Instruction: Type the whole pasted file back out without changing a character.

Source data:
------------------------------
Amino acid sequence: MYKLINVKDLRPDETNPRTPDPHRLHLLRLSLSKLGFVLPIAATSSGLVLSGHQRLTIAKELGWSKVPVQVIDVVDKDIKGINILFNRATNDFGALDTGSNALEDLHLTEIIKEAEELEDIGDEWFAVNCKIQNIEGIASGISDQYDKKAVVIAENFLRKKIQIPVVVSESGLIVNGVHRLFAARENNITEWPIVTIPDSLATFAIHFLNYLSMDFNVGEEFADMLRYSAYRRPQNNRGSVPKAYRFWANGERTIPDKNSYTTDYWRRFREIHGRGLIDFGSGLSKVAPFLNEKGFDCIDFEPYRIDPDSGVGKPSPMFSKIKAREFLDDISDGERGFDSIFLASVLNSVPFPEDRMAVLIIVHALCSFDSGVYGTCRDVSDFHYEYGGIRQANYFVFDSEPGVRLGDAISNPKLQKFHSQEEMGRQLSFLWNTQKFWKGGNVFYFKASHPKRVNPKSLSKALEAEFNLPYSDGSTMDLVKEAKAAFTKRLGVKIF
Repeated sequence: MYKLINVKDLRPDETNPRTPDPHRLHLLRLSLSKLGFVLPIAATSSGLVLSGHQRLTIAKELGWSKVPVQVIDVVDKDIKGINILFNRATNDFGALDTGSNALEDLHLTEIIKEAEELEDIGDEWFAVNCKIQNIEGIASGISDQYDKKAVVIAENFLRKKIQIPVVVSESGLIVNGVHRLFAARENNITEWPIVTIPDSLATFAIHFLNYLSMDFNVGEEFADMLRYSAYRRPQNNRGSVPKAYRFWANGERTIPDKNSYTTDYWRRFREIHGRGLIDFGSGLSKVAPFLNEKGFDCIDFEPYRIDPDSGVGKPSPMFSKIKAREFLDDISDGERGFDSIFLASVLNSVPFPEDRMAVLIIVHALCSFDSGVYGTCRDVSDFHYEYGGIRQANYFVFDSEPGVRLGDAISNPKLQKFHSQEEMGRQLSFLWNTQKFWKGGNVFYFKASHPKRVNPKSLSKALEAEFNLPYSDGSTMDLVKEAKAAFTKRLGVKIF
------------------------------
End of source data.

Amino acid sequence: MYKLINVKDLRPDETNPRTPDPHRLHLLRLSLSKLGFVLPIAATSSGLVLSGHQRLTIAKELGWSKVPVQVIDVVDKDIKGINILFNRATNDFGALDTGSNALEDLHLTEIIKEAEELEDIGDEWFAVNCKIQNIEGIASGISDQYDKKAVVIAENFLRKKIQIPVVVSESGLIVNGVHRLFAARENNITEWPIVTIPDSLATFAIHFLNYLSMDFNVGEEFADMLRYSAYRRPQNNRGSVPKAYRFWANGERTIPDKNSYTTDYWRRFREIHGRGLIDFGSGLSKVAPFLNEKGFDCIDFEPYRIDPDSGVGKPSPMFSKIKAREFLDDISDGERGFDSIFLASVLNSVPFPEDRMAVLIIVHALCSFDSGVYGTCRDVSDFHYEYGGIRQANYFVFDSEPGVRLGDAISNPKLQKFHSQEEMGRQLSFLWNTQKFWKGGNVFYFKASHPKRVNPKSLSKALEAEFNLPYSDGSTMDLVKEAKAAFTKRLGVKIF
Repeated sequence: MYKLINVKDLRPDETNPRTPDPHRLHLLRLSLSKLGFVLPIAATSSGLVLSGHQRLTIAKELGWSKVPVQVIDVVDKDIKGINILFNRATNDFGALDTGSNALEDLHLTEIIKEAEELEDIGDEWFAVNCKIQNIEGIASGISDQYDKKAVVIAENFLRKKIQIPVVVSESGLIVNGVHRLFAARENNITEWPIVTIPDSLATFAIHFLNYLSMDFNVGEEFADMLRYSAYRRPQNNRGSVPKAYRFWANGERTIPDKNSYTTDYWRRFREIHGRGLIDFGSGLSKVAPFLNEKGFDCIDFEPYRIDPDSGVGKPSPMFSKIKAREFLDDISDGERGFDSIFLASVLNSVPFPEDRMAVLIIVHALCSFDSGVYGTCRDVSDFHYEYGGIRQANYFVFDSEPGVRLGDAISNPKLQKFHSQEEMGRQLSFLWNTQKFWKGGNVFYFKASHPKRVNPKSLSKALEAEFNLPYSDGSTMDLVKEAKAAFTKRLGVKIF